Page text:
Health services for prisoners

BMJ 2011; 342 doi: https://doi.org/10.1136/bmj.d351 (Published 22 February 2011) Cite this as: BMJ 2011;342:d351
  1. Michael Levy, director
  1. 1ACT Corrections Health Programme, GPO Box 825, Canberra, ACT 2601, Australia
  1. michael.levy{at}act.gov.au

Still cause for concern, but also for hope

The World Prison Brief currently records 9 949 696 prisoners in the world,1 a decrease from the number reported in the BMJ in 1997.2 Russia has released many prisoners, but China still accounts poorly for its prisoner numbers. Notably, it is the reporting of prisoner numbers that has improved. If a state deprives citizens of their liberty, then at the very least they must be publicly accounted for.

The number of countries abolishing the death penalty or implementing alternative sentences is increasing.3 Fifty six countries executed prisoners in 2001, but only 18 did so in 2009. The death penalty is the ultimate denial of a person’s health, and its continued use must be vigorously opposed by health professionals.

The World Health Organization acknowledges the public health risks of incarceration and the potential opportunities for connecting with otherwise inaccessible citizens to engage in health interventions.4 Since 1995, the Health in Prisons Programme has helped the vestigial health services in former Eastern Europe to improve their governance, adopt independent and professional clinical standards, and acknowledge the place for minimisation of harm in dealing with mental illness and drug dependence among prisoner populations. The programme is now expanding to the Western Pacific region (personal communication, S Del Pino, 2010). The focus of this initiative is to document the state of health services for prisoners in the region. Four regional offices still need to identify the health of prisoners as a priority.

If a state deprives citizens of their liberty, then at the very least they must provide competent health services and measure the health gains. Where competent prison health services are provided, the health seeking behaviours of prisoners improve. But even where health services are provided, continuity of healthcare on release is not achieving its full potential.5

Independent prison inspection, including inspection of the prison health service, should play an increasing role in improving both access to services and their quality. The Council of Europe provides the strongest support for this, through the Committee for the Prevention of Torture.6 The adoption of the Optional Protocol to the Convention Against Torture by more countries will increase the spread of independent reviews—57 countries had acceded to it by September 2010 (www.apt.ch/). However, this is still less than half the world’s sovereign states.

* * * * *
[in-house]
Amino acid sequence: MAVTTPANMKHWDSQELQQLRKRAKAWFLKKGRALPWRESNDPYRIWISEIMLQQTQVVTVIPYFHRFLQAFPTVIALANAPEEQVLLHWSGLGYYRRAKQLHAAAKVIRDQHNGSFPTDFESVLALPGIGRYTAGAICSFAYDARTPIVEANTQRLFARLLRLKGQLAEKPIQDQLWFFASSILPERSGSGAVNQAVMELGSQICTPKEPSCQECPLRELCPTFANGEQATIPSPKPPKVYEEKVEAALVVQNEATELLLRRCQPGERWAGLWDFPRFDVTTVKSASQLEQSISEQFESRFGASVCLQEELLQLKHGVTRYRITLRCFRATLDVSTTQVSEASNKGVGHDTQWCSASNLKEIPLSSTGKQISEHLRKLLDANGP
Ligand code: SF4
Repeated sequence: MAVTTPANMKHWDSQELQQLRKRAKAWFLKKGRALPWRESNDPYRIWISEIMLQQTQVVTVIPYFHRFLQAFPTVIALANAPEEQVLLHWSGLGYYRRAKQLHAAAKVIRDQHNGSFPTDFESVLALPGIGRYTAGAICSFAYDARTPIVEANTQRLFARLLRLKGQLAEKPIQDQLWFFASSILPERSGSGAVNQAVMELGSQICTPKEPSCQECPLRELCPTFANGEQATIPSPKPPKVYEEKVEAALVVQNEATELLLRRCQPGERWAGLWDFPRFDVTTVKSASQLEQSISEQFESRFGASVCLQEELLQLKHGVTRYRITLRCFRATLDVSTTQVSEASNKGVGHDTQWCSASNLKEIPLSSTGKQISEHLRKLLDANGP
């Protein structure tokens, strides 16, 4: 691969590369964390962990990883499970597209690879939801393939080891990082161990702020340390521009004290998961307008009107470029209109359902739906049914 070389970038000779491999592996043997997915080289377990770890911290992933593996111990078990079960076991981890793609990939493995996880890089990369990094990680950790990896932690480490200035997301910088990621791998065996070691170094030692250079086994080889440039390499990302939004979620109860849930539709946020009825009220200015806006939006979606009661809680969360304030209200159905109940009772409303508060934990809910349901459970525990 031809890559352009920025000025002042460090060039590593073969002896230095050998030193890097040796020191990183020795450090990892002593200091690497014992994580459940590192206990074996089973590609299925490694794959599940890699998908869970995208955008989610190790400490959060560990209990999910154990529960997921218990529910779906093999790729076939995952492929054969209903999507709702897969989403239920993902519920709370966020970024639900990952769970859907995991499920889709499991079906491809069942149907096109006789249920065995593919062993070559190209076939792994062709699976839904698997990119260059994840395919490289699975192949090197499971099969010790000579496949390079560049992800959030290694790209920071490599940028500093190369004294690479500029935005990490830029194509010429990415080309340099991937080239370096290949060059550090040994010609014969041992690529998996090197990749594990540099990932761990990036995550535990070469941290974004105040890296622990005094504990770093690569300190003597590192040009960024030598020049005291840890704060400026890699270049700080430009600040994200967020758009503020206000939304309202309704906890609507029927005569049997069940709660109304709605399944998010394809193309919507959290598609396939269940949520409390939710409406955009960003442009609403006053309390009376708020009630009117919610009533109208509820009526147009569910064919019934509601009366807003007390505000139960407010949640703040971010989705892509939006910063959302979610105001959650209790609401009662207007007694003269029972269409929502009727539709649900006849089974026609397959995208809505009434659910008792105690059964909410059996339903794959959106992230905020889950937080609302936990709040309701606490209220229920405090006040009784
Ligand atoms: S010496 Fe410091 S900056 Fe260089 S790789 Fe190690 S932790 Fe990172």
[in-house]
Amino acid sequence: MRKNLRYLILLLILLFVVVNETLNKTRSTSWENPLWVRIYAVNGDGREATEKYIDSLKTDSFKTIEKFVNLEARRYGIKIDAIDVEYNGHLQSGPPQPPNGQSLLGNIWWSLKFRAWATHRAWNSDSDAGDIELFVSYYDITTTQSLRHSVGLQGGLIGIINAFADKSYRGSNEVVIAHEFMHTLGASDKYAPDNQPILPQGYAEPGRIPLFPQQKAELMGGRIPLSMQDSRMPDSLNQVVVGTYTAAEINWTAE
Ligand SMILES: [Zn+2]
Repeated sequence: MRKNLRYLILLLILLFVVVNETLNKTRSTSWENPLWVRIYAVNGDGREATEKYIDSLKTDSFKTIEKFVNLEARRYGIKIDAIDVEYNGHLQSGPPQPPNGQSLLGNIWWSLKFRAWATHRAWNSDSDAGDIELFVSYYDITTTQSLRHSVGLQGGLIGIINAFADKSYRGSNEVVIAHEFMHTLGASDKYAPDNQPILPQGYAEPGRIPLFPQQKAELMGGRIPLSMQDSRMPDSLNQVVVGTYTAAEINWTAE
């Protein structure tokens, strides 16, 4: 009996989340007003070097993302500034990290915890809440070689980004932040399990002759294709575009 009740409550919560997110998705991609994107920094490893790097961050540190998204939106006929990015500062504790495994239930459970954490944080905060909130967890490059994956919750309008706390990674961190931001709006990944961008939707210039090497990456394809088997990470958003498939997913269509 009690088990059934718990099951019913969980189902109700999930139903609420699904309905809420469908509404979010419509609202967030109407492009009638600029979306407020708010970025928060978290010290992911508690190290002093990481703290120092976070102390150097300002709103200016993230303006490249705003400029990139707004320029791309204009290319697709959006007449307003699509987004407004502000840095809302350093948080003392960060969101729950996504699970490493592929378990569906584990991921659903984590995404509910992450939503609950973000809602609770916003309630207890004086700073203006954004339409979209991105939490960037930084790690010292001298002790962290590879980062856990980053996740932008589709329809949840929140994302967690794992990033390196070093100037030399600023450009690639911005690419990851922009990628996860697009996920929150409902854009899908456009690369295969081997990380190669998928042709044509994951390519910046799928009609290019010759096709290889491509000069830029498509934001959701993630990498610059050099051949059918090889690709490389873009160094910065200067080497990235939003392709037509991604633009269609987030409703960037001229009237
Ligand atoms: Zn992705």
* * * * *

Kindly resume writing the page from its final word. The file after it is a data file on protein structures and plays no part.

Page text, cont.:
The World Medical Association and the International Committee of the Red Cross continue to support health professionals who choose to work with prisoners. A web based freeware course for prison health workers is now in its second edition.7

Research will contribute to the better description of the health of prisoners and an understanding of the health determinants of “criminality.” In the interim it is safe to assume that prisoners are no different from other socially excluded population groups—that is, they are characterised by unstable housing, poor employment history, poor educational achievement, high levels of mental illness, high prevalence of addictive behaviours, and unstable social and family relationships. The evidence for all these is building, as is the amount of ethical prisoner health research.8

Nearly every country recorded in the World Prison Brief reports overcrowding of existing facilities. Physical and sexual violence are a constant health threat to prisoners. Diseases such as HIV, tuberculosis, and hepatitis C continue to spread among prisoners and their families, simply because effective control measures are impeded by prison authorities.9

Barrier contraception may not be sanctioned, and contaminated injecting equipment continues to circulate because draconian drug policies mean that sterile equipment is not provided. Suicide in prison10 and death after release are unacceptably high.11

A range of health motivated alternatives to imprisonment are being trialled, such as drug courts and mental health referral services. “Justice reinvestment” is an explicit attempt to “disinvest” from prison services and invest in health and social welfare services instead.12 Several trials in the United States are showing benefits to the criminal justice system and financial savings. The health benefit is that prisoner numbers are decreasing in all the trial sites.

Prison services, their supporting health programmes, and health professionals must increase their coverage and attain the standard of care available to free citizens in the community. Redefining addiction and mental illness to come under the auspices of health, and not criminal justice, offers the greatest hope for reducing the number of people deprived of liberty.

In 1997 the BMJ stated that “prison health services should be as good as those for the general community.” The world’s prisoners have not yet achieved this, but there has been progress, and there are reasons for ongoing optimism.


Cite this as: BMJ 2011;342:d351


  • Competing interests: All authors have completed the Unified Competing Interest form at www.icmje.org/coi_disclosure.pdf (available on request from the corresponding author) and declare: no support from any organisation for the submitted work; no financial relationships with any organisations that might have an interest in the submitted work in the previous three years; no other relationships or activities that could appear to have influenced the submitted work.

  • Provenance and peer review: Not commissioned; externally peer reviewed.


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